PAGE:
During the election campaign, Governor Jerry Brown and his pro-tax coalition had the California Board of Equalization request a report from the Stanford Center on Poverty and Inequality, which claimed to have looked at state tax records and found no risk of the super-rich leaving.  Based on their access to California state income tax records from 1992 to 2009, the researchers concluded that millionaire migration is a myth by anti-tax advocates and “other factors, such as personal and business contacts, seem to weigh more heavily in deciding where to live.

The study’s authors, Stanford’s Cristobal Young, an assistant professor of sociology, and Princeton’s Charles Varner, a doctoral candidate in sociology, expounded that the temporary nature of high earnings may help explain why the additional taxes didn’t cause a noticeable flight of millionaires.  Top income tax payers seem to fall into and out of the millionaire income bracket as their income rises and falls across the million-dollar mark from year to year.

Personal connections weigh more heavily than tax rates in deciding where to live and “people are tied to states for different reasons,” Young said.  “They don’t want to take their kids out of school; they want to stay connected with friends, with families … with business contacts.  People crowd together, from Silicon Valley to New York City, because of the returns associated with collaboration.”  The findings dispel the “market metaphor,” in which states advertise low tax rates in a competition to woo high-income individuals. “This is a poor representation of how people decide where to live.”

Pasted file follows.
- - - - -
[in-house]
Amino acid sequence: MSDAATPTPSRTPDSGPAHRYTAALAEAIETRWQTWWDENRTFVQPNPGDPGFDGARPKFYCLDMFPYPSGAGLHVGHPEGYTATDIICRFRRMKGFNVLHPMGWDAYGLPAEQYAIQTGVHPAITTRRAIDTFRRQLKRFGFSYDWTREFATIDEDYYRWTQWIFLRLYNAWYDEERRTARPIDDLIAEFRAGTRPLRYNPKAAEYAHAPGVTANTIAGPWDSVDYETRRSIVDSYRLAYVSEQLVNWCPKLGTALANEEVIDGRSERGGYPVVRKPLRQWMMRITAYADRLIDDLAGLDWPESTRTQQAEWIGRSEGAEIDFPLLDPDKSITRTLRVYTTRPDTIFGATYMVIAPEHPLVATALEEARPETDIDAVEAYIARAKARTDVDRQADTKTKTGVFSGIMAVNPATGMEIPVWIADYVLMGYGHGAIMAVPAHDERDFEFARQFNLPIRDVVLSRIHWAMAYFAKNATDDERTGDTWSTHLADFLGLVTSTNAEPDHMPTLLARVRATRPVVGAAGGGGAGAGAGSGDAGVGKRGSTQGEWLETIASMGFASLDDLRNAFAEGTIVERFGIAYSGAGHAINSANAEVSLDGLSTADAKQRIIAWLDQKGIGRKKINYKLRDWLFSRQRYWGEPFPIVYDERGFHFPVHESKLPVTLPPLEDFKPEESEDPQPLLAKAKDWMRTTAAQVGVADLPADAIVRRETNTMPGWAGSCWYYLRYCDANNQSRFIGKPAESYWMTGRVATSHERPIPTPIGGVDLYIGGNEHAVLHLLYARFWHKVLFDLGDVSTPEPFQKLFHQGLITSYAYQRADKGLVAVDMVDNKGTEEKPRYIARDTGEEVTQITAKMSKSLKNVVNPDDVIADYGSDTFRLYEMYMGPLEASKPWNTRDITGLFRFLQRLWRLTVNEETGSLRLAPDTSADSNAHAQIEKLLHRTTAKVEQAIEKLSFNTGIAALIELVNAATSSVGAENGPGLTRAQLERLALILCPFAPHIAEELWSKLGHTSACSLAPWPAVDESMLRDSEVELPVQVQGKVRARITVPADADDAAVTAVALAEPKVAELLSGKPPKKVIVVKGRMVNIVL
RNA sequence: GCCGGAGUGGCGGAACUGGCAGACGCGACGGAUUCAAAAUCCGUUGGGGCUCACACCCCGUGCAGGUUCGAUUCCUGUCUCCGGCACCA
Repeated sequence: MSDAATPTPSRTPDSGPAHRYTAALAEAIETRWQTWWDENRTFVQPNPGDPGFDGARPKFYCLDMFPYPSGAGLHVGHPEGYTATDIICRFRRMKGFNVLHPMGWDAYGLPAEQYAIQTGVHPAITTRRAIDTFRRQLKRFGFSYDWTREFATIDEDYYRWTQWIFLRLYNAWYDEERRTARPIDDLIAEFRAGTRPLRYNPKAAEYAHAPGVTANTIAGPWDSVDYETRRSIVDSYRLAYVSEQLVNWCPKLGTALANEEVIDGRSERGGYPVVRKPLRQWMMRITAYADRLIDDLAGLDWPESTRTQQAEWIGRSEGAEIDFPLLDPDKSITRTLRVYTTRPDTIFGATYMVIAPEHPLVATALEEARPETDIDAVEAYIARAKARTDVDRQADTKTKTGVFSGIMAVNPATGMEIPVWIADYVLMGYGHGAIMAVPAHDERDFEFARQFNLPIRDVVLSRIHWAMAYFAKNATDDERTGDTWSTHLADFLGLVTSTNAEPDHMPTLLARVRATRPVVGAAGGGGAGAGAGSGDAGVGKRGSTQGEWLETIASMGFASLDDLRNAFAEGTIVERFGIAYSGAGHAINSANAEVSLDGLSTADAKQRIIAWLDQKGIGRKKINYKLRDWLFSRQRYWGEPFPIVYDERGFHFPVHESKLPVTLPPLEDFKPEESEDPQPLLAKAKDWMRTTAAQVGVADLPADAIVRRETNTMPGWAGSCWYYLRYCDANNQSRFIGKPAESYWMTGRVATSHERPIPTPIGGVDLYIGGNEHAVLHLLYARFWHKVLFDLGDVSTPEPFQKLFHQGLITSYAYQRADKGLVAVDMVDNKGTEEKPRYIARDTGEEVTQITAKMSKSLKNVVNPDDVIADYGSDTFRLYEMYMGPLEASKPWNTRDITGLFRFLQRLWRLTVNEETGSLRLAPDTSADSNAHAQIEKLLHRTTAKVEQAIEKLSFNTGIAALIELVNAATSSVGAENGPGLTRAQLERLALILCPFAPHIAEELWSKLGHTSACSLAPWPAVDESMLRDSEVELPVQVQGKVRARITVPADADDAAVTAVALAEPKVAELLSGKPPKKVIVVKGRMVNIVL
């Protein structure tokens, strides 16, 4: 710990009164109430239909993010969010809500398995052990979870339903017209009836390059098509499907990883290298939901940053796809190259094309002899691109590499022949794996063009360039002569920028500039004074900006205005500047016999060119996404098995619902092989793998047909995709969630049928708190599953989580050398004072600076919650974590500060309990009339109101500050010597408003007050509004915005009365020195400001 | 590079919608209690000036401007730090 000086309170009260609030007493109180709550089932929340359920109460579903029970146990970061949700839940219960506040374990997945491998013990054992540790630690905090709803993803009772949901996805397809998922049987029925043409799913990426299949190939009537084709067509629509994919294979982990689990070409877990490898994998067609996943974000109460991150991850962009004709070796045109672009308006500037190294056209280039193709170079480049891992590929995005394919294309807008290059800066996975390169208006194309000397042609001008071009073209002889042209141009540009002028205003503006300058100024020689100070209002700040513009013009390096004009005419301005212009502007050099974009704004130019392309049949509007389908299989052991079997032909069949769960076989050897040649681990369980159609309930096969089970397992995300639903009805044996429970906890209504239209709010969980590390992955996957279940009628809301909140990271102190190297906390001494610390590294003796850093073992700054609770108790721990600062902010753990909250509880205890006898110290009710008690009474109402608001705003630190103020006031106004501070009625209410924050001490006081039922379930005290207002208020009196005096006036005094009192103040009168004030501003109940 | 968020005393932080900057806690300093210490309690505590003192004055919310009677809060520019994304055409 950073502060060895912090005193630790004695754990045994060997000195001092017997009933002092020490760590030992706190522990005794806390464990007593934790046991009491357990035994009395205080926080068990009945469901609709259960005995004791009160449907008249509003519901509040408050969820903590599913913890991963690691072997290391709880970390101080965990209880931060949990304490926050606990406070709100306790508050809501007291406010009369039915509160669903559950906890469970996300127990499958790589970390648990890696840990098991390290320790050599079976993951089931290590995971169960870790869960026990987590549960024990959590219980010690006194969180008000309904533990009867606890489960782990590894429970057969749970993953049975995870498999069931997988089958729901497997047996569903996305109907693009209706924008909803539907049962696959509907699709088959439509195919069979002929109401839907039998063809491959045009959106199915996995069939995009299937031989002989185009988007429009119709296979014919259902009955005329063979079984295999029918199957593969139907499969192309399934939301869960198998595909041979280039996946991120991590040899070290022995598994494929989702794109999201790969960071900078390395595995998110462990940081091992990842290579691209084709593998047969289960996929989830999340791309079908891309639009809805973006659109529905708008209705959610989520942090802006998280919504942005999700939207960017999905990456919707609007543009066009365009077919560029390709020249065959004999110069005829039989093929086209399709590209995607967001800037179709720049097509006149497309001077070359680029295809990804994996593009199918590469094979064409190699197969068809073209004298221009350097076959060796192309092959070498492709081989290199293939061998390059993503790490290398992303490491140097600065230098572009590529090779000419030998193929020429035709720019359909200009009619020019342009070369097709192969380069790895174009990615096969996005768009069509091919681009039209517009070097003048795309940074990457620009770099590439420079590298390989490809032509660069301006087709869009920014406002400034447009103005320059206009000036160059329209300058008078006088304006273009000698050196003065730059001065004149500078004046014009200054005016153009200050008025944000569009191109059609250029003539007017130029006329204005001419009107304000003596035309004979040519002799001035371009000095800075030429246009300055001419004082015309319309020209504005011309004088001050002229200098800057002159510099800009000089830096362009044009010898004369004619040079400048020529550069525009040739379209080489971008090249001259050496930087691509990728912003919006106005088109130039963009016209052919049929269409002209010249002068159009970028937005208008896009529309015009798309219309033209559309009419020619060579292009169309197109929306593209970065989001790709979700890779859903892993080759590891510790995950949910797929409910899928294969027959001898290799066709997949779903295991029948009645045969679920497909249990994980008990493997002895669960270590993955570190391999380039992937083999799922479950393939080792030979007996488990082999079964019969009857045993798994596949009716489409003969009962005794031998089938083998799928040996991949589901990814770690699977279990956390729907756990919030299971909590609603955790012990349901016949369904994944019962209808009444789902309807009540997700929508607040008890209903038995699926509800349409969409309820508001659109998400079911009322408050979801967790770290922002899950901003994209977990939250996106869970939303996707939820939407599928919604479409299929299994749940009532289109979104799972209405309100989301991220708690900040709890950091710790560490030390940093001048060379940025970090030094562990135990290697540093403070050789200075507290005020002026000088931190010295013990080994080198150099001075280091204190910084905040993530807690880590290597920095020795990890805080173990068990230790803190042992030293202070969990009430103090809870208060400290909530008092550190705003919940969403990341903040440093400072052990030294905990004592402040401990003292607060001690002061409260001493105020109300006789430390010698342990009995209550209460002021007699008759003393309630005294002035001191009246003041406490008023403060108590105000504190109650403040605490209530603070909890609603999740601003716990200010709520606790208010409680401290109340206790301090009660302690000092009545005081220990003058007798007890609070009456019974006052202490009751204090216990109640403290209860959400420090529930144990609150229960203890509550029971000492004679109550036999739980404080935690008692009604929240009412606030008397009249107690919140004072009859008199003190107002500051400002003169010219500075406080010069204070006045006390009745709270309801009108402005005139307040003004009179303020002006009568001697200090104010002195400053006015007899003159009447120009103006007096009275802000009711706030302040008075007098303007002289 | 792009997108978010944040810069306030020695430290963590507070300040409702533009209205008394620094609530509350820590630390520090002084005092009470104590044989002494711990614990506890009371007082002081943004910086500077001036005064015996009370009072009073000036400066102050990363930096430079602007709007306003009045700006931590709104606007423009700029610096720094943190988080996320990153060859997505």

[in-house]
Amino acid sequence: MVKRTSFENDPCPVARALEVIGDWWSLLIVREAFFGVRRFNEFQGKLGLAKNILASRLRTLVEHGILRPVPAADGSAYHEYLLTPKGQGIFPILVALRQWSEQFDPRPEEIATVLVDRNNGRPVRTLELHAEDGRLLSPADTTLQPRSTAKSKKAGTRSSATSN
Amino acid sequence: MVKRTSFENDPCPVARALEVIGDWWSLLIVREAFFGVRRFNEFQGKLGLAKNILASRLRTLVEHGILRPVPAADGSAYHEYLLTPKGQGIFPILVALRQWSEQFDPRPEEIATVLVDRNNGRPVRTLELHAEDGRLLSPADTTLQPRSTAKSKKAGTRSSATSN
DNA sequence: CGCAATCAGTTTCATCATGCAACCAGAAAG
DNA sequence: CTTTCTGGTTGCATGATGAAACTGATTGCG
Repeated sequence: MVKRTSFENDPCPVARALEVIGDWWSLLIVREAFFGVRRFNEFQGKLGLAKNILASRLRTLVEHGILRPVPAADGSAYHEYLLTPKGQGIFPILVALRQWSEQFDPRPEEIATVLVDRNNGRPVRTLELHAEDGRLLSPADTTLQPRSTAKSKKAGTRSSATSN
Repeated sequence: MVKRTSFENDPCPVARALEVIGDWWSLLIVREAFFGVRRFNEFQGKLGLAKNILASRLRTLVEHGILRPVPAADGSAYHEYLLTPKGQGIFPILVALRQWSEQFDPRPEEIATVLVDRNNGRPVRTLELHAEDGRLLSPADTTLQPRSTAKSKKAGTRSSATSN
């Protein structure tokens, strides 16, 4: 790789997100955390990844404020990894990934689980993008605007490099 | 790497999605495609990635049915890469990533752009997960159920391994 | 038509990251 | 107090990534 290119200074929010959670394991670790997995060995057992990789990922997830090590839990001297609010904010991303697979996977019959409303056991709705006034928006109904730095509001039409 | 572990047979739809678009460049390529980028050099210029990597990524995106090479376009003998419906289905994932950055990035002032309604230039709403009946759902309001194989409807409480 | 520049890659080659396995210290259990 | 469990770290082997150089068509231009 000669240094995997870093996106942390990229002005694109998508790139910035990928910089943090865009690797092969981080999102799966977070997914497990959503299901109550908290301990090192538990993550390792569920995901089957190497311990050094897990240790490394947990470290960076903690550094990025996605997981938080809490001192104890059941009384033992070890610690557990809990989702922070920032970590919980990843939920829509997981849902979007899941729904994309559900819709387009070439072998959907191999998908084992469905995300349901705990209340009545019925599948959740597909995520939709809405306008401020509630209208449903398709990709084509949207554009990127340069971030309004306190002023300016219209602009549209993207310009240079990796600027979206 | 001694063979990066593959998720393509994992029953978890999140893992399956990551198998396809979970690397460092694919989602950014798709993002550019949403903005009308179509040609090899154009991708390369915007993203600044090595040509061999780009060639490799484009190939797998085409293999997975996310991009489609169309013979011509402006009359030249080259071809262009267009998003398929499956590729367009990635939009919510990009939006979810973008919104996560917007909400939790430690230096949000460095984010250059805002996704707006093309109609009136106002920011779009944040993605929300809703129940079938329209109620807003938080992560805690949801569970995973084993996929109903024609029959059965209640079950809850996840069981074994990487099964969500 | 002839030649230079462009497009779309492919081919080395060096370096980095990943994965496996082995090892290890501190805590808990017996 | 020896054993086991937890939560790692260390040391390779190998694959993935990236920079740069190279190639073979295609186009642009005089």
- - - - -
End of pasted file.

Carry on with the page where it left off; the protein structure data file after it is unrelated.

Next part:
Young added that looking at the tax flight issue only scratches the surface of state financial woes. “People need to think about the depth of California’s budget problems,” he said.  “I think there’s much, much bigger things to worry about than this issue of tax flight because it’s really hard to find any evidence of it” … “I hope people hear, listen to and absorb what the evidence says on this issue,” Young said.

Following the tax increase victory, Reuters News Service published: “Super-rich flight from California? Not so fast” to reassurance there would be very little risk that wealthy Californians would depart for income tax free Nevada, Washington and Texas.  Although “some Silicon Valley business owners had expressed interest in a move after California’s top rate was raised by 29% to 13.3%, “business groups from the Beverly Hills Chamber of Commerce to the tech industry policy group TechNet backed the tax, and the state Chamber of Commerce took no position.”